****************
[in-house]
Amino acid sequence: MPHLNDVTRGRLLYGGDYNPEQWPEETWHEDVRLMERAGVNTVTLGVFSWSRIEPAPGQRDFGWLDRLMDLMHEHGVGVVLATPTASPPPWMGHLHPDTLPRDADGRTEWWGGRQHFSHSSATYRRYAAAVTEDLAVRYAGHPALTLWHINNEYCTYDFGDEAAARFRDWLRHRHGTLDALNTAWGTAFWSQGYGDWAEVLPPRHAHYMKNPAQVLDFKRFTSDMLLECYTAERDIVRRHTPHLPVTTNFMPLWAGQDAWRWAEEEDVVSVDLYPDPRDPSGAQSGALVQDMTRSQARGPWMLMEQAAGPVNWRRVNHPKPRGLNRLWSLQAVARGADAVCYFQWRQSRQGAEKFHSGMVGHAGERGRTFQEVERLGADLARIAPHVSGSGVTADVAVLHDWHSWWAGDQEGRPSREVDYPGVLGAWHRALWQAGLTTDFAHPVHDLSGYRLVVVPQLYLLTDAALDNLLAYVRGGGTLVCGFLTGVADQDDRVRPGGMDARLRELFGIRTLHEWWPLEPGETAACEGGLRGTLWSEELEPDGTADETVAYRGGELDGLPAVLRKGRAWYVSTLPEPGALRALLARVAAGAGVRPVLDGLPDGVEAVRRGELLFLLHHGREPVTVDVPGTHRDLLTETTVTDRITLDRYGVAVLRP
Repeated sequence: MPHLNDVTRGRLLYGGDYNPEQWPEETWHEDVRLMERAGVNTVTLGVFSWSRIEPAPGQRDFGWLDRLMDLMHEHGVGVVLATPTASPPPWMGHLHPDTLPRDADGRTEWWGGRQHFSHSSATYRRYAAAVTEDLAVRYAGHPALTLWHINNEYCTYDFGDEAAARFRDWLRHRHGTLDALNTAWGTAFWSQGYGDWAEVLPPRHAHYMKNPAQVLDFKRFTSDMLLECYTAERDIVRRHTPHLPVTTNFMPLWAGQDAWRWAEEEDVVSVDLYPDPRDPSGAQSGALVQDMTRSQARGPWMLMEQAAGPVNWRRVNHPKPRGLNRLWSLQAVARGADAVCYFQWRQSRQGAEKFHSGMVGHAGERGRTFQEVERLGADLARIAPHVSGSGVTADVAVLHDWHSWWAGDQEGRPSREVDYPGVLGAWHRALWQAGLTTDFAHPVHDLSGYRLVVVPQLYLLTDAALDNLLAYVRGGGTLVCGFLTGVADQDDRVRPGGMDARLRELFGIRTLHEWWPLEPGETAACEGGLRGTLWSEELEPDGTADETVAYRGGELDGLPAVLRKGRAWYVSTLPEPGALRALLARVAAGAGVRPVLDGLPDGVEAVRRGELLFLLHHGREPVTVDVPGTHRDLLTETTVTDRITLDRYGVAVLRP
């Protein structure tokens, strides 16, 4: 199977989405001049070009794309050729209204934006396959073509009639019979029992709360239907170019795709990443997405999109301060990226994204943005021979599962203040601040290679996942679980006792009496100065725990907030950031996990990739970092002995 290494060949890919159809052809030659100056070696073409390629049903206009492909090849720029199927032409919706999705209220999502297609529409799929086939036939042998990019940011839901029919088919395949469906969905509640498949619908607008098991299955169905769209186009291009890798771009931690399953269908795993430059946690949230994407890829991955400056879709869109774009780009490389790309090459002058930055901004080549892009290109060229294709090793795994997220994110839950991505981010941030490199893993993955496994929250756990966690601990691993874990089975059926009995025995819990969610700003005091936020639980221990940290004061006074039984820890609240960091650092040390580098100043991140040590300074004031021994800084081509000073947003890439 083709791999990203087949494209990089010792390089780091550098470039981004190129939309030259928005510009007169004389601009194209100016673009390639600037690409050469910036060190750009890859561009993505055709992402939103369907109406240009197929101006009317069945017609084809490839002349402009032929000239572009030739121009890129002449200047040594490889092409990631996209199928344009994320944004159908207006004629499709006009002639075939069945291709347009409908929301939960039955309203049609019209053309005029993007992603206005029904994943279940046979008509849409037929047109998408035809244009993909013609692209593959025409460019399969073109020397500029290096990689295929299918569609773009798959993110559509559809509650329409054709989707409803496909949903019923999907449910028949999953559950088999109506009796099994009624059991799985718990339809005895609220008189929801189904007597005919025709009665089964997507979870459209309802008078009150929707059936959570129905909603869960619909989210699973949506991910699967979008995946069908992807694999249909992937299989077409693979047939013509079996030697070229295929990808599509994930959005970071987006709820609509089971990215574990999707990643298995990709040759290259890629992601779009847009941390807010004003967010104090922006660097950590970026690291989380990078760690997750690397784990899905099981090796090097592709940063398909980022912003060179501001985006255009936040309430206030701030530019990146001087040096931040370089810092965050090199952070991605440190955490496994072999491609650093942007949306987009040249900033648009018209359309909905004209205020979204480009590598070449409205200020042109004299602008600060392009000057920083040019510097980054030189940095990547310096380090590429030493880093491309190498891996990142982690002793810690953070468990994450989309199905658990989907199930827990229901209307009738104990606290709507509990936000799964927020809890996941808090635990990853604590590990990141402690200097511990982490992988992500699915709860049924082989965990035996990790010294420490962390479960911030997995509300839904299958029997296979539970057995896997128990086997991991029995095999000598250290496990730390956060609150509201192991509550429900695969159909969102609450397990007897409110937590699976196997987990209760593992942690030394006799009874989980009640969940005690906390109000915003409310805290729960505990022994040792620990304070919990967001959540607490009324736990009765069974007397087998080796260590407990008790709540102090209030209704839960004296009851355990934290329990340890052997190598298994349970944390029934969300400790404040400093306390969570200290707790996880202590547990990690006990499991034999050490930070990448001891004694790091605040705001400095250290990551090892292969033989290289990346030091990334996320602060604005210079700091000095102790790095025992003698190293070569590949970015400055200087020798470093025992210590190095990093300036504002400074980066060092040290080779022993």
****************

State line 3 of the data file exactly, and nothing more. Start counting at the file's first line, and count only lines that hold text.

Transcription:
Repeated sequence: MPHLNDVTRGRLLYGGDYNPEQWPEETWHEDVRLMERAGVNTVTLGVFSWSRIEPAPGQRDFGWLDRLMDLMHEHGVGVVLATPTASPPPWMGHLHPDTLPRDADGRTEWWGGRQHFSHSSATYRRYAAAVTEDLAVRYAGHPALTLWHINNEYCTYDFGDEAAARFRDWLRHRHGTLDALNTAWGTAFWSQGYGDWAEVLPPRHAHYMKNPAQVLDFKRFTSDMLLECYTAERDIVRRHTPHLPVTTNFMPLWAGQDAWRWAEEEDVVSVDLYPDPRDPSGAQSGALVQDMTRSQARGPWMLMEQAAGPVNWRRVNHPKPRGLNRLWSLQAVARGADAVCYFQWRQSRQGAEKFHSGMVGHAGERGRTFQEVERLGADLARIAPHVSGSGVTADVAVLHDWHSWWAGDQEGRPSREVDYPGVLGAWHRALWQAGLTTDFAHPVHDLSGYRLVVVPQLYLLTDAALDNLLAYVRGGGTLVCGFLTGVADQDDRVRPGGMDARLRELFGIRTLHEWWPLEPGETAACEGGLRGTLWSEELEPDGTADETVAYRGGELDGLPAVLRKGRAWYVSTLPEPGALRALLARVAAGAGVRPVLDGLPDGVEAVRRGELLFLLHHGREPVTVDVPGTHRDLLTETTVTDRITLDRYGVAVLRP